In 2000, Canadian researchers published a study showing that calf muscle strength is reduced for an hour after static stretching(16). To measure maximal calf-muscle strength, 10 subjects were each secured in a leg-holding device designed to position the knee and hip angles at 90 degrees whilst a foot was strapped to a metal plate that rotated about the same axis of rotation as the individual’s ankle. Force applied to the footplate was measured by strain gauges. The footplate could also push against the foot in order to passively stretch the soleus muscle. The experimental procedure for each subject was:
1. Baseline maximum voluntary contraction;
2. Ten-minute rest;
3. Thirteen 135-second maximal passive stretches over 33 minutes or, on a separate occasion, non-stretch control;
4. Maximum voluntary contractions immediately after (post) and at 5-, 15-, 30-, 45- and 60-minute intervals.
In this case study, muscle strength was 28% lower immediately after stretching. Compared with the baseline value, maximum voluntary contractions (MVC) were also lower 5, 15, 30, 45 and 60 minutes after stretching. Another study, carried out in 2004, has shown that quadriceps strength is reduced for 120 minutes after static stretching(17).
After finding that quadriceps strength was reduced by 12% after static stretching, Canadian scientists concluded that ‘it would be difficult to imagine that overall athletic performance would be consistently enhanced if, following acute bouts of prolonged stretching, force output was diminished’(18). Indeed, the same group later demonstrated that running and practice jumps had a positive influence on jumping performance, whilst static stretching of the knee extensors had a negative influence on jumping performance(19).
More recently, the Louisiana group (see above) reported that stretching decreases subsequent muscle strength-endurance(20). On average, 22 physical education students were able to perform 14.5 knee-flexion lifts at 60% of body weight without prior stretching, and only 11 knee-flexion lifts at 60% of body weight after passive stretching of the hip, thigh and calf muscle groups. Successful strength training requires progressive overload. For example, a lifter might add five kilos to his or her next training session once he or she has successfully pressed 100 kilos for four reps. These results suggest that stretching prior to lifting could induce a ‘false negative’ experience that would delay the progression to a higher load.
Stretching is not just detrimental to performance in the contrived setting of the laboratory; it’s also detrimental on the track. A study carried out last year found that 20-metre sprint times were significantly increased in collegiate athletes following four 30-second static stretches of the hamstring, quadriceps and calf muscles(21). Twenty-metre sprint times were also increased in rugby union players following 20-second static stretches of the gluteals, hamstrings, quadriceps, adductors, hip flexors, gastrocnemii, and solei(22).
Does flexibility training improve performance?
No large studies have investigated the effect of flexibility training on performance. However, cross-sectional data suggest that runners are less flexible than their sedentary counterparts, demonstrating tight hamstring and soleus muscles(23). Given the elastic properties of muscles and tendons, such tightness is likely to improve performance. Indeed, it has been shown that the least flexible runners are also the most economical(24).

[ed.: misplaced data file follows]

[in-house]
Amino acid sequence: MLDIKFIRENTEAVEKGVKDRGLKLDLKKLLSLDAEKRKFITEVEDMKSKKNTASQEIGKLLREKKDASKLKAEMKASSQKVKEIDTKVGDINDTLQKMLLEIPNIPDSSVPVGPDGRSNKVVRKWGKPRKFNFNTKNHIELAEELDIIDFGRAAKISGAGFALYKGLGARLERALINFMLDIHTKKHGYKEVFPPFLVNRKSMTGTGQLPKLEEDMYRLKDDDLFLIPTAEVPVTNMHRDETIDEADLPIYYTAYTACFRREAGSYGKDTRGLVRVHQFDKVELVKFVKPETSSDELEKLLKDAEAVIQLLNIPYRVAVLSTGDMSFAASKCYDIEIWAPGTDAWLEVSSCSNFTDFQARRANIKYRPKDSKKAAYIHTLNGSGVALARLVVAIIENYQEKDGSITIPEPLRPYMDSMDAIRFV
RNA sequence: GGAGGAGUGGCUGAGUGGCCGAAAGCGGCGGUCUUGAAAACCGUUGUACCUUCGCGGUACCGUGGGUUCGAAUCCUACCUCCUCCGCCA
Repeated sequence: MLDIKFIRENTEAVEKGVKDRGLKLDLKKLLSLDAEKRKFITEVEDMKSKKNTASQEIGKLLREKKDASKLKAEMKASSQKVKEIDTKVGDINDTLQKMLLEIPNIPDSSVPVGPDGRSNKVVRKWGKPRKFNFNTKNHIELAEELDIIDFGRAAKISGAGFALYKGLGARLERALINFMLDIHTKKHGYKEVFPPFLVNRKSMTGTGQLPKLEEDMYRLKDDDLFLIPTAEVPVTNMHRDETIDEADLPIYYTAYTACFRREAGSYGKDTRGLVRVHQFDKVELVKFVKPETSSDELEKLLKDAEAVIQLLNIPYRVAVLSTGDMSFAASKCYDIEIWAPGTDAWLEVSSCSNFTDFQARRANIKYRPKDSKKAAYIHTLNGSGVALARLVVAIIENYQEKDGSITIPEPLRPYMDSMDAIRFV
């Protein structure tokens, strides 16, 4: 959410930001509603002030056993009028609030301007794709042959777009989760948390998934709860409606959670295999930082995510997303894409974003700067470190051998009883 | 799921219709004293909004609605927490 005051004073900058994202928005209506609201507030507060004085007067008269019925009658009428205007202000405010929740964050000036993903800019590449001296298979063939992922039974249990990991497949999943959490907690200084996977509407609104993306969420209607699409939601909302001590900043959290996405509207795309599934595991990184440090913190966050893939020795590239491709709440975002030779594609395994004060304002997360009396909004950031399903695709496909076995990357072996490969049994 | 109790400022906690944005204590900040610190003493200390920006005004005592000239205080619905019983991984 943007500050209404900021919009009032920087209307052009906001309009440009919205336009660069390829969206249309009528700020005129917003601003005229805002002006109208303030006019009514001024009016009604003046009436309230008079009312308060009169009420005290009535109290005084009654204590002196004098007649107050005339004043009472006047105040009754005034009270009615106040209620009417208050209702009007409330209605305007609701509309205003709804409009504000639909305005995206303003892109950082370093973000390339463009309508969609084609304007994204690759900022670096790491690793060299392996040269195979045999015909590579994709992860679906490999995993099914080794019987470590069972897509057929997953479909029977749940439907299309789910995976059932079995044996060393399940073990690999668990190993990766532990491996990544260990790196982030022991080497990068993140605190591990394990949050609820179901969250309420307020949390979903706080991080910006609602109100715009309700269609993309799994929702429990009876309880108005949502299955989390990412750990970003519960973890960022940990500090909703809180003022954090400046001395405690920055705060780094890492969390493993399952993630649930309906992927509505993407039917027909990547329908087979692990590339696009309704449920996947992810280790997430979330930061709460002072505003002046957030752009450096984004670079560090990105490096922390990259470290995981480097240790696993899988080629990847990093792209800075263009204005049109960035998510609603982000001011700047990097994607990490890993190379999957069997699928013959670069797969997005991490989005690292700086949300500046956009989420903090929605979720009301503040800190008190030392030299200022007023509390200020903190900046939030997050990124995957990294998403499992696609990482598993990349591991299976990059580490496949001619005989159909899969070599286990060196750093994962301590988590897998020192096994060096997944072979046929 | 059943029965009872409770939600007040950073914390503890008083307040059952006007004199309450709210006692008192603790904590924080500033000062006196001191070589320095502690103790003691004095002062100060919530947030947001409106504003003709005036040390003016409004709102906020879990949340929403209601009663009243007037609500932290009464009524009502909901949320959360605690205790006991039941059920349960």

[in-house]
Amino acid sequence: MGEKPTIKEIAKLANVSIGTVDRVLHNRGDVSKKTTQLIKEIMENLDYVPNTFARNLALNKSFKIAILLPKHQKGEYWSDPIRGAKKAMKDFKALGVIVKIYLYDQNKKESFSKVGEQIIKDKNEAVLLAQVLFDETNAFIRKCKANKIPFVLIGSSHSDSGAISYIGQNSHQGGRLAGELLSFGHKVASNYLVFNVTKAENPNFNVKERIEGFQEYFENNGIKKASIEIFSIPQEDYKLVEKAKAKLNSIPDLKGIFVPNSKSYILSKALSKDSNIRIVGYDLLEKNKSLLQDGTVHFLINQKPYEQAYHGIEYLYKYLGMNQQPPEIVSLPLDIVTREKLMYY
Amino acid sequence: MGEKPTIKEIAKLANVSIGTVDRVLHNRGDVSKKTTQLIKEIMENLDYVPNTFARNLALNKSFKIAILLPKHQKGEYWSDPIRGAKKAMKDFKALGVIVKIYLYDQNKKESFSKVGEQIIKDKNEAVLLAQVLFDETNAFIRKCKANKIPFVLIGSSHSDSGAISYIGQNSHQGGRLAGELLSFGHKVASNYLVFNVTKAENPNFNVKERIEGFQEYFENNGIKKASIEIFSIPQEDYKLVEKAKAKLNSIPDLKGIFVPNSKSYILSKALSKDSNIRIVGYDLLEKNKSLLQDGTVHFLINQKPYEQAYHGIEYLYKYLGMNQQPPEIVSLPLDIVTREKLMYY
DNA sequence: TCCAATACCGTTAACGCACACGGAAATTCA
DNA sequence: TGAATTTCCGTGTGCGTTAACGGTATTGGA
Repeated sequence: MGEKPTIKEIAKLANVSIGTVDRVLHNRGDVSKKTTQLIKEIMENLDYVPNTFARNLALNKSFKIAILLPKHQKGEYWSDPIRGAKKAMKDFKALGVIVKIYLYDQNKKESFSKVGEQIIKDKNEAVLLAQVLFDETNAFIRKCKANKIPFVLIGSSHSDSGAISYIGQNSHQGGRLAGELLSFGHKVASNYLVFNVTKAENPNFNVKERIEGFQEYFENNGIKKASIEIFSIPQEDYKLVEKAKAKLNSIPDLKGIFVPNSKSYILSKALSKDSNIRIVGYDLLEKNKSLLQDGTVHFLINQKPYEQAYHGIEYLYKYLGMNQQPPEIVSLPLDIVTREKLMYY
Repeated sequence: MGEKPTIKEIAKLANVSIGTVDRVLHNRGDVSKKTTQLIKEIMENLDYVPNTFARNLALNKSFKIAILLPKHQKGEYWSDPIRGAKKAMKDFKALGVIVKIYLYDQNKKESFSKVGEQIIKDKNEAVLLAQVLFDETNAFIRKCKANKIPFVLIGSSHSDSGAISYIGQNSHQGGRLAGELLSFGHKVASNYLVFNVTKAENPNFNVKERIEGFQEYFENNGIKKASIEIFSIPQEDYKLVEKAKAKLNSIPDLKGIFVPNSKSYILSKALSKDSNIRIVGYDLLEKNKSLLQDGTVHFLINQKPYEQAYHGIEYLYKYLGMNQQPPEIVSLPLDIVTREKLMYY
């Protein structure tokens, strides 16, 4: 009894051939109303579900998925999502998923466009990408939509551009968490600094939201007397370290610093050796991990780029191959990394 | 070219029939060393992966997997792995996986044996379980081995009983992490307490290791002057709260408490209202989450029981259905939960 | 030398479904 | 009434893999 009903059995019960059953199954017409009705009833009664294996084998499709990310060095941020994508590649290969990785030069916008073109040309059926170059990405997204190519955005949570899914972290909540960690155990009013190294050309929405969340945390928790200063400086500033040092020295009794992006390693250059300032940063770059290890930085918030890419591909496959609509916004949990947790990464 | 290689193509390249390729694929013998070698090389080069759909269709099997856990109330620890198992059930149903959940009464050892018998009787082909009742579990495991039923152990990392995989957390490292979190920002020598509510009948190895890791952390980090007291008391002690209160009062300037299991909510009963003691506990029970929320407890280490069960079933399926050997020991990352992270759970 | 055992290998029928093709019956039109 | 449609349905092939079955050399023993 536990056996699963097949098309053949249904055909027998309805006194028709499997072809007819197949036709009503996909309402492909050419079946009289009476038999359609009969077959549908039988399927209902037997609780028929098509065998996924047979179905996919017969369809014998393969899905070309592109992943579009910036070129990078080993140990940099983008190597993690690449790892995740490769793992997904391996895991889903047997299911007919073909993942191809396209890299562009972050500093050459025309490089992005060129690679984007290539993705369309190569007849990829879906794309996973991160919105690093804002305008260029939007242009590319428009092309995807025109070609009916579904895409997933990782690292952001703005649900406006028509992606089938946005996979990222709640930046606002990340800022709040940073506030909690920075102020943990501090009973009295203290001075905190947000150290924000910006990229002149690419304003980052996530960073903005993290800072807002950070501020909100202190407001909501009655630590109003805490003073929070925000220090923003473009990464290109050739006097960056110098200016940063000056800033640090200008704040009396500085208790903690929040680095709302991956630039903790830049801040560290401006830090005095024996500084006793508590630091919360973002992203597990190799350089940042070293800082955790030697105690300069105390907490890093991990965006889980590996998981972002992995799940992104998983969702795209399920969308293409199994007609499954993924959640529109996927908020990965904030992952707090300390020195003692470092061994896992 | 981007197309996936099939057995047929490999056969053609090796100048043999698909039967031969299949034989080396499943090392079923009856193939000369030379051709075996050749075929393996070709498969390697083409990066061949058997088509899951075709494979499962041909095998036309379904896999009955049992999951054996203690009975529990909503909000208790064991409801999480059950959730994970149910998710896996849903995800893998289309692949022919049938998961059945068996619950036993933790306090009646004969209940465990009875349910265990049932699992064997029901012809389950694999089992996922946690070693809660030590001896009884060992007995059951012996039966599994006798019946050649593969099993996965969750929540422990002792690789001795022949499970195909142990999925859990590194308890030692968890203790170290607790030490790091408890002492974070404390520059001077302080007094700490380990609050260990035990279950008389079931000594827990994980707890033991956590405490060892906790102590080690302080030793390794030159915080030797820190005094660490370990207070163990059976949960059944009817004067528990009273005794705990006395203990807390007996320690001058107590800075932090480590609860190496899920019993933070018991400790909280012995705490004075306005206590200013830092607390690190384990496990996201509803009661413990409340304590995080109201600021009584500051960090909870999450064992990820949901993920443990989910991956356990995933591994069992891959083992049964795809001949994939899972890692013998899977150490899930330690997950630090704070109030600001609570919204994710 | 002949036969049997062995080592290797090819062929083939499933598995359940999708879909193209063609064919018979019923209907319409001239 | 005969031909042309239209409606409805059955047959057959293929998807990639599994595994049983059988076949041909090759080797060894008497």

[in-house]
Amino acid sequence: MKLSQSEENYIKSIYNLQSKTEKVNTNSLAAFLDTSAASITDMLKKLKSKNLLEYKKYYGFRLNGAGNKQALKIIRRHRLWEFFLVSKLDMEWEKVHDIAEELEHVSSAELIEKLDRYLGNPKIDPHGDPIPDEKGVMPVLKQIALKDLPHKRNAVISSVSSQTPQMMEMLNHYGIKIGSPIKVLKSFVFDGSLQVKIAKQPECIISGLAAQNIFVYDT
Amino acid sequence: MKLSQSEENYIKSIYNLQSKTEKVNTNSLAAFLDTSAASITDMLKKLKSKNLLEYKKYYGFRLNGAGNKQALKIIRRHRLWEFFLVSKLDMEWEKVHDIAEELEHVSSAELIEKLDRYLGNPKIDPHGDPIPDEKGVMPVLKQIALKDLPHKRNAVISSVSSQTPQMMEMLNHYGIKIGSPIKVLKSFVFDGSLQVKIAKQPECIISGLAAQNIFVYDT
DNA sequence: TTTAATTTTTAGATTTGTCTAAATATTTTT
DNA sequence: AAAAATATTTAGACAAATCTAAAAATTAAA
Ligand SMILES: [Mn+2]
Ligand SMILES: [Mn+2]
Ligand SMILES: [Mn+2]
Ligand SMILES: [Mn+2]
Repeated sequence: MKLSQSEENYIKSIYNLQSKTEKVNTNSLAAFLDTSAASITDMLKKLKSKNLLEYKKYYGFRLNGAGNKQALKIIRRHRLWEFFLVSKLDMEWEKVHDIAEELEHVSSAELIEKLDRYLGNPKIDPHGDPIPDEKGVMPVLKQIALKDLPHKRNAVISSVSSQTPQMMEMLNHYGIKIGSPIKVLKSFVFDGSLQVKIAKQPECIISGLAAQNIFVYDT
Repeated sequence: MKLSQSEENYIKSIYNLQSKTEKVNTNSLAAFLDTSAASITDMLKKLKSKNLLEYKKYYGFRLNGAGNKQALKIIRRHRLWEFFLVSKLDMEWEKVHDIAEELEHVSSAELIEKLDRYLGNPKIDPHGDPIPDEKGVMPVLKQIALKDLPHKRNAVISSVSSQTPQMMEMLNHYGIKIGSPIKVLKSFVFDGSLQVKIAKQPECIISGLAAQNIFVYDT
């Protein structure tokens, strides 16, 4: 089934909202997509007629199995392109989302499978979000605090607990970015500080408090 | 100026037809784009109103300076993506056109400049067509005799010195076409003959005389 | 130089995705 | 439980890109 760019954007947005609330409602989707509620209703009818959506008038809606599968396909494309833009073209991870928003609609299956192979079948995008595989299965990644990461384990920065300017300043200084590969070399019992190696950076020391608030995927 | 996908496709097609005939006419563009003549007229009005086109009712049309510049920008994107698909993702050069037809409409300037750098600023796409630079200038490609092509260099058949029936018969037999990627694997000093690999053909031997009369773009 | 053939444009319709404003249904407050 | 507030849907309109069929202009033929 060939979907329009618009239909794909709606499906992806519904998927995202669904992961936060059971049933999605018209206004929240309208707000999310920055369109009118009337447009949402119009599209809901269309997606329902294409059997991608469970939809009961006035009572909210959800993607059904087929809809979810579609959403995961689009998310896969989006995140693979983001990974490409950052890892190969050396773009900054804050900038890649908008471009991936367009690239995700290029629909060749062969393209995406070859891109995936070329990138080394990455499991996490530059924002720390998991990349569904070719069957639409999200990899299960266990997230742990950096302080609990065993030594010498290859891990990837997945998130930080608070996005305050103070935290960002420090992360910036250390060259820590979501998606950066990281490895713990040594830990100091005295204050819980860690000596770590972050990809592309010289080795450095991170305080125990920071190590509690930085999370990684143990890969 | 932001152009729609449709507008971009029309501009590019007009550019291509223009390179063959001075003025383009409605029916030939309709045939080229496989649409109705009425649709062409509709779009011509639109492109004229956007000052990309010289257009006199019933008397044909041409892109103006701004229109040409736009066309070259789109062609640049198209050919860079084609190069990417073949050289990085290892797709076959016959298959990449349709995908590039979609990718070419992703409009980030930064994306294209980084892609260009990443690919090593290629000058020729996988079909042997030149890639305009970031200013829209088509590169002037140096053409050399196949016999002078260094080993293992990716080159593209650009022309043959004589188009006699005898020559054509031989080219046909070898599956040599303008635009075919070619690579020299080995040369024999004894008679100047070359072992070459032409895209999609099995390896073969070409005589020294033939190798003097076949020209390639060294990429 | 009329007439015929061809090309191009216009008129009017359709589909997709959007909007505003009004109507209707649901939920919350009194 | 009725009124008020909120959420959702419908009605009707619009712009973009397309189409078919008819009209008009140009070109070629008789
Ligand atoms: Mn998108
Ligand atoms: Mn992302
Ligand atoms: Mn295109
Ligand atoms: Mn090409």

Why is pre-exercise stretching detrimental to performance?
Two mechanisms may explain why pre-exercise stretching is detrimental to performance. Firstly, stretching damages the contractile proteins in skeletal muscle. Secondly, stretching reduces one’s ability to recruit skeletal muscle.
Skeletal muscle contains thick filaments and thin filaments that are connected by cross-bridges. When a nerve signal reaches the muscles, the thin filaments slide over the thick filaments. However, movement cannot occur if the cross-bridges between the filaments are broken. Indeed, animal studies have shown that force production is reduced when muscle filaments are stretched beyond overlap(25). Animal studies have also shown that cross-bridges are broken when muscle is stretched only 20% beyond its resting length(26). In humans, there is evidence of muscle damage 24 hours after a bout of stretching, which has led scientists to conclude that stretching causes delayed onset muscle soreness(27).
The nerve signals that initiate muscle contraction are electrical in nature. Thus, electrodes can be used to monitor muscle activity. In humans, such studies have shown that muscle activity and force production are reduced after stretching(16,18,28,29). These findings suggest that stretching produces some kind of neural inhibition that is detrimental to performance. This hypothesis is supported by a study showing that balance and reaction time are also impaired after static stretching(30).
What does this mean for sportsmen and women? These large, well-conducted, randomised, controlled trials provide compelling evidence that pre-exercise stretching does not reduce the risk of injury. The available evidence also suggests that pre-exercise stretching is detrimental to maximal strength, strength-endurance, jumping height and sprinting time. Given this evidence, it seems only reasonable to conclude that stretching should not be performed before exercise. Instead, warm-ups should consist of aerobic activities that are likely to prevent injury and improve performance(31,32).
Dr Gary O’Donovan is a research fellow at Brunel University and an exercise physiologist accredited with the British Association of Sport and Exercise Sciences